You have to Be Carefully Taught – A Monologue on Marriage


For those of you too young to remember the musical South Pacific, You’ve got to Be Carefully Taught* is a song from that marvelous show. It actually deals with prejudice, not marriage, but when I was feeling the urge to write about something that recently happened I was drawn to that. Who you become starts when you are a child. You are taught, by your parents, your peers, and society to behave in certain ways, to believe certain things and to accept certain “realities” as “truth.”

My husband is 67. Born in 1944 to very traditional parents – a father who was a lifer in the Navy and a mother who was a homemaker who had no college education or interests in life besides family and home (Kinder, Küche, Kirche.) She raised her children traditionally, with the prejudices, viewpoints and traditions of her generation.  (DOB 1922) By the way, I am a homemaker myself, and do NOT disapprove of the Kinder, Küche, Kirche way of life. But I am well-read, interested in a plethora of things, and constantly striving for self-improvement and, even, enlightenment. My Mother-in-Law was not one of those kinds of people. She was what my friend Joan calls a “young soul.”

My husband remembers being scolded, by his Uncle, while living in Philadelphia (Ed was born there) about playing with black children. It was acceptable on the corner baseball lot, but for Pete’s sake, you don’t bring “them” home with you to play! My Father-in-Law, due to his military experiences, didn’t seem to have such well-defined prejudices – but he wasn’t around much, and the family stayed stateside throughout his tours of duty.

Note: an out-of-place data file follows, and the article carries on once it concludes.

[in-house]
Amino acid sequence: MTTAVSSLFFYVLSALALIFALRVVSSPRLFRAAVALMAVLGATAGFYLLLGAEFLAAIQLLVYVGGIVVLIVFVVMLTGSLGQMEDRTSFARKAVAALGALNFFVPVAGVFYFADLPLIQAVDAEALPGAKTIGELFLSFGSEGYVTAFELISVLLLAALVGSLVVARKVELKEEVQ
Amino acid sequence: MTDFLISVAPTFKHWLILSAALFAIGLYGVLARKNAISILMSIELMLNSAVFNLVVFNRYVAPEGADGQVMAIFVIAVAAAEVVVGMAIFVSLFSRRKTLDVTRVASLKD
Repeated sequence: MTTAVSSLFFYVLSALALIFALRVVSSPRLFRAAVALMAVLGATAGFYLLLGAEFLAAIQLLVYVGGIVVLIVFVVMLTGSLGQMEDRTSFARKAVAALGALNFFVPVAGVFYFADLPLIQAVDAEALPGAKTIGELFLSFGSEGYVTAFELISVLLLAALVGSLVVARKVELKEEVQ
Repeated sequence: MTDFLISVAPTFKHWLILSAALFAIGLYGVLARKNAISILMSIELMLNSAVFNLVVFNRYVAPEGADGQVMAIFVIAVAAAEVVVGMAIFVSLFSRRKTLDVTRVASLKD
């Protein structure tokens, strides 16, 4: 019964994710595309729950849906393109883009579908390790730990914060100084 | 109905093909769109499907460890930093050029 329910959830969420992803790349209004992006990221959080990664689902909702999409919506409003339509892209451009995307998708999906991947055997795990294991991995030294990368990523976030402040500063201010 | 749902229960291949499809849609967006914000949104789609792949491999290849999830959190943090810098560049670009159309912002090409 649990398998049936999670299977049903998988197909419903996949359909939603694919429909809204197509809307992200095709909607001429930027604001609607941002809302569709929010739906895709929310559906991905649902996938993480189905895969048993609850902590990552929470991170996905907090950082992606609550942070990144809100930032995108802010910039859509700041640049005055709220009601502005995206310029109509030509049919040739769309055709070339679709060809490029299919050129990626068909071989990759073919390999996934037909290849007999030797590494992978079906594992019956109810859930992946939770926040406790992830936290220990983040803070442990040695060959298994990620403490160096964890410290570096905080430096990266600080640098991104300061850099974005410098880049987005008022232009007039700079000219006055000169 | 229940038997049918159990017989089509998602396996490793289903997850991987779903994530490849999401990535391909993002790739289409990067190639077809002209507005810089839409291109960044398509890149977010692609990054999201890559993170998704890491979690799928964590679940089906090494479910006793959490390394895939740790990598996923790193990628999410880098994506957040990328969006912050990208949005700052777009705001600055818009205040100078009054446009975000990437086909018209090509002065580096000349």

My husband doesn’t have those kinds of prejudices. What his mother, unfortunately, taught him was that housework was “women’s work.” He has never done any inside housework without being asked first. Then he does it, cheerfully enough, but he never volunteers. He DID step up when I was in treatment for and recovering from cancer; did the dishes, fed the dog, fed me (I am kinda tired of PBJ, to this day…) and did laundry. That all stopped when I was back on my feet. So imagine my surprise when I got up this morning to a clean kitchen! Well, I always wake up to a clean kitchen, since doing the dishes and tidying up our little place is a before-bedtime routine. But I was headachy last night, and after putting the dishes in to soak (yep, no dishwasher here but me!) I said $%^&* it, and went to bed.

Ed doesn’t listen (but that is a rant for another post!) well, so my mutterings about the mess in the kitchen fell, I thought, on deaf ears. You need to know that my husband has wife deafness, not an actual hearing impairment. He is capable of hearing, just not listening… He doesn’t multitask well. Which is why I love car rides, because he is sort of a captive audience…

But this time, he was listening. When I staggered out this morning he had already been up for several hours. And the dishes were done! I was delighted and touched that he had done it, and then even a little doubtful and suspicious, long time wife that I am (38 years in Feb!) wondering if he was up to something. Nope. Just being helpful. Wow.

My husband also is not good at apologies. Yet he is starting to realize that I don’t ask for much, but when a problem occurs that lies at his door, I appreciate a sincere “I’m Sorry” to a fained ignorance of the problem. So you can teach an old dog new tricks, apparently!

I did not marry Ed for his housekeeping skills, his income, his ability to apologize or any other ephemeral talents. I married him because he made me laugh (after a previous marriage filled with pain and angst,) he was reader, enjoyed our daily times together, walking, working, or talking. I strongly believe that you should not try to change the person you are with – that is their task. Don’t marry or hook-up with someone who drives you insane, for they won’t make the changes you want, and you will end up bitter and frustrated. Change yourself, learn acceptance and appreciation of the good points.